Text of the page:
goldilocks principle and cognitive skillsResearch on cognitive skills gives powerful insight into what we should generally expect from children behaviorally, emotionally and academically at every age. Scientists from University of Pennsylvania’s Perelman School of Medicine Brain Behavior Lab evaluated nearly 10,000 children ages 8 to 21. They began with fMRI scans and then moved to an online assessment to analyze brain development at every age. Their data is fascinating.

What We’ve Known About Cognitive Skills

We’ve know for a long time that childhood is a period of rapid brain development.

It is important that students shouldn’t be coasting and they shouldn’t be stretched too far beyond their comfort zone. In other words, they should be working in a state of “desirable difficulties” according to Dr. Robert A. Bjork.

What’s News About Cognitive Skills from the Brain Behavior Lab

  1. It’s a lot easier to learn when we are younger. Cognitive skills change most from ages 0 to 10. While we can learn at any age, the more students can learn during their primary school years the better. Reading and numeracy are fundamental. The goal is to fully develop these skills early so children have a strong foundation for all future learning.
  2. Breadth of experiences can be more valuable than depth early on. Memory has the sharpest growth in elementary school. While young children might not understand everything they see and hear, the more they experience at a young age the easier it will be to connect memories as they grow. Elementary school might be best spent building a broad foundation of memories and experiences, since the brain might not have yet developed the in-depth complex reasoning skills for deeper learning.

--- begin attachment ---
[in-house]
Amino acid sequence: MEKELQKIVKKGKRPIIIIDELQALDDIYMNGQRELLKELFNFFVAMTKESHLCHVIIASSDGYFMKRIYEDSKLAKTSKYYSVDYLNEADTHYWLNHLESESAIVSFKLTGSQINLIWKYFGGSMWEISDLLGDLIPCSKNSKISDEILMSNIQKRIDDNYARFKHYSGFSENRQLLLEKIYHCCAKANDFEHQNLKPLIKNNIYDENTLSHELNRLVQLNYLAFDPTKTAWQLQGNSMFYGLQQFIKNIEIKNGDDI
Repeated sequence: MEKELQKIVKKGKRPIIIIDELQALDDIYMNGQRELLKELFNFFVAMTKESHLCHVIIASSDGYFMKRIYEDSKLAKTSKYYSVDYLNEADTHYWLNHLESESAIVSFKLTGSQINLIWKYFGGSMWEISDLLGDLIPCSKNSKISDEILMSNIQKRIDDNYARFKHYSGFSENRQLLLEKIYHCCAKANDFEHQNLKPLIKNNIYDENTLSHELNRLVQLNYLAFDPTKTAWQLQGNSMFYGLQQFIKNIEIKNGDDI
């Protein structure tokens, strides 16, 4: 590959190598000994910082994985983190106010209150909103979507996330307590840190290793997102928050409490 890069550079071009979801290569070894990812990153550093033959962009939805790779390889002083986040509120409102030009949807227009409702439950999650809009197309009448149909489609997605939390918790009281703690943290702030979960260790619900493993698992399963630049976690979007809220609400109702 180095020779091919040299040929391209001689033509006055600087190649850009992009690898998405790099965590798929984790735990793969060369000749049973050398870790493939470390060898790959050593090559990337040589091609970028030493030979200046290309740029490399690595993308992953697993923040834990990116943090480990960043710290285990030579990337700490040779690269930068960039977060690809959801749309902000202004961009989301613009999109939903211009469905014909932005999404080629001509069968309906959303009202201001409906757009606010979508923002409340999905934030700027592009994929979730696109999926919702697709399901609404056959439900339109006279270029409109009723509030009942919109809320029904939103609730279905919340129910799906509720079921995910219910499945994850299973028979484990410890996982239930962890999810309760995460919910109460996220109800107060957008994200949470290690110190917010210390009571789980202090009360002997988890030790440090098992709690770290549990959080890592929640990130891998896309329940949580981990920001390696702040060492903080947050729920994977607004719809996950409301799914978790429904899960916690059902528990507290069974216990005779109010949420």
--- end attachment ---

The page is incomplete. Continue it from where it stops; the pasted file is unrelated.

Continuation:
3. Emphasize social-emotional maturity before high school. We now know that social-emotional skills are far more important to life success than previously recognized (see the World Economic Forum report). Social-emotional skills should be nurtured in elementary school and mostly developed before students reach high school. Unstructured play is one important way to learn these skills, though not the only way.
  4. Coach cognitive flexibility.  Flexible thinking, or the ability to take feedback and adapt in social situations and in school is a key life skill. While we might think of tweens and teens as stubborn and self-absorbed, the science tells us something different. They have near adult capacity to empathize, listen and adapt. While social-emotional skills can’t be taught the same way we teach long division, there’s no doubt that these cognitive skills can be coached and will improve with adult support.
  5. Be patient with “late bloomers”. There’s a lot of variability in maturation of complex reasoning skills. While it’s important that students begin to exercise higher order reasoning skills in middle school, don’t get discouraged if students still have difficulty “connecting the dots” as adolescents. Some students need more time than others. They might just not quite understand it– YET.
  6. It might not all come together by senior year. Attention and other executive functions develop last. In some cases they grow well into early adulthood. The implication? It’s okay to continue to help kids stay organized as long as they are trying their best. If they have trouble focusing, provide a helping hand by reminding them to take breaks or bringing a snack. If they try hard to remember their homework and still forget, it might be okay to bring it to school. Every child and every situation is different, but the research suggests adults might want to give some leeway.




While most children follow these patterns, there is truth to the saying that no two children are alike. If you would like to understand more about an individual child’s skills and maturity you can have them take the same test that the Penn researchers used in their NIH study of 10,000 children. 

Take the Assessment here.